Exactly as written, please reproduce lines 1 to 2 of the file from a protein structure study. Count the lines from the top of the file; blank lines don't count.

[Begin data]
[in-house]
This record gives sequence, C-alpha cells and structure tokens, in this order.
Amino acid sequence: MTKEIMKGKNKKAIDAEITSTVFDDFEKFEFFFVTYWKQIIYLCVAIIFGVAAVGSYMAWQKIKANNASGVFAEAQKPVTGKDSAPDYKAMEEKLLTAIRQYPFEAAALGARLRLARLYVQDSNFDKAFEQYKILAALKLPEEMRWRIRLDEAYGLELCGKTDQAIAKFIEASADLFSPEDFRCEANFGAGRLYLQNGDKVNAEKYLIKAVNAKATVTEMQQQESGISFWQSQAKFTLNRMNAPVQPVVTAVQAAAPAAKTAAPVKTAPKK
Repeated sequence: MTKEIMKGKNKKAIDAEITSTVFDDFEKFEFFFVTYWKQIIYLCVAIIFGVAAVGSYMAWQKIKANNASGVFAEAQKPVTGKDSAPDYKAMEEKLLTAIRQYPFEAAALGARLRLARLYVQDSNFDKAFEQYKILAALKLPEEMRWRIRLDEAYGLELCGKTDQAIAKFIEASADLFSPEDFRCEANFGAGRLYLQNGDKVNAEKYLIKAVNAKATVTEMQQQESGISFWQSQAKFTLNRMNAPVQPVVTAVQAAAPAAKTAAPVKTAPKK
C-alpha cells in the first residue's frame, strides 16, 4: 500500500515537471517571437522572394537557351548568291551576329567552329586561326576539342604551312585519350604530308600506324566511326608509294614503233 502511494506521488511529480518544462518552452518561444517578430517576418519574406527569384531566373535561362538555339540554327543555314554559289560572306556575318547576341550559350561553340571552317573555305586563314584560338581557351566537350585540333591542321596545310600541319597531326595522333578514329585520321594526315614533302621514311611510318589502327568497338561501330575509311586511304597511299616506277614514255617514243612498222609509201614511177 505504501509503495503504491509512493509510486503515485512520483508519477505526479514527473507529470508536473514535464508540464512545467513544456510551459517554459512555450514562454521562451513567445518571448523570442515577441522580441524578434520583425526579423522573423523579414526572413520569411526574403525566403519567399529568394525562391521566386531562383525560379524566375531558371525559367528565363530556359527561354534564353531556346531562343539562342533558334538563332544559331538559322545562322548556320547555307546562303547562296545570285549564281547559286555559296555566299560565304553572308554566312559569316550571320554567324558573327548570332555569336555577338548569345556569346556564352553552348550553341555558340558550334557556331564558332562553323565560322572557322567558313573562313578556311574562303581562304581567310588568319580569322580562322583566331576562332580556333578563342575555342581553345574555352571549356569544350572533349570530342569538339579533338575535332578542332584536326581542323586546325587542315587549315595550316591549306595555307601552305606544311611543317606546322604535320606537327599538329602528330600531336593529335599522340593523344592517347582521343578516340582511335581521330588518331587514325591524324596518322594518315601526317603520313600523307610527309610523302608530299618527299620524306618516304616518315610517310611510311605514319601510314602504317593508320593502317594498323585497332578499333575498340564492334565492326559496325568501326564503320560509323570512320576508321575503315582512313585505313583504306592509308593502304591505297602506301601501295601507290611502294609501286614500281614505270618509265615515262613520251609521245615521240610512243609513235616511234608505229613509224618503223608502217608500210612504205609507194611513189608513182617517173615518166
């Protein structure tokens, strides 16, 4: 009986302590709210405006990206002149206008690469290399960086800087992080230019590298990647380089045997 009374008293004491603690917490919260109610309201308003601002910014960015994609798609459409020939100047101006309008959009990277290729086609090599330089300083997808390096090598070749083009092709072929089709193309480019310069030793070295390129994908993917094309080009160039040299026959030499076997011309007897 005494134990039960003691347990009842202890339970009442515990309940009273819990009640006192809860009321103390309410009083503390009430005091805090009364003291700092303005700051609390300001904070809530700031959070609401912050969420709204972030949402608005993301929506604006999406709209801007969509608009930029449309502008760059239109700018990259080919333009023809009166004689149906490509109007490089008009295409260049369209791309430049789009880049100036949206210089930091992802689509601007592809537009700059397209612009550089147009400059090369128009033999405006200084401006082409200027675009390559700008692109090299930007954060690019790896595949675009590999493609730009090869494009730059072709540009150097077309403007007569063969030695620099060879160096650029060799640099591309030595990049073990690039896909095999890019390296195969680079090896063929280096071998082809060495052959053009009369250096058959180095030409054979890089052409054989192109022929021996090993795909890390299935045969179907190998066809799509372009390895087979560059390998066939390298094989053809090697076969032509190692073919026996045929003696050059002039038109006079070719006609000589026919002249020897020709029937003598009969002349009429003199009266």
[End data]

[in-house]
This record gives sequence, C-alpha cells and structure tokens, in this order.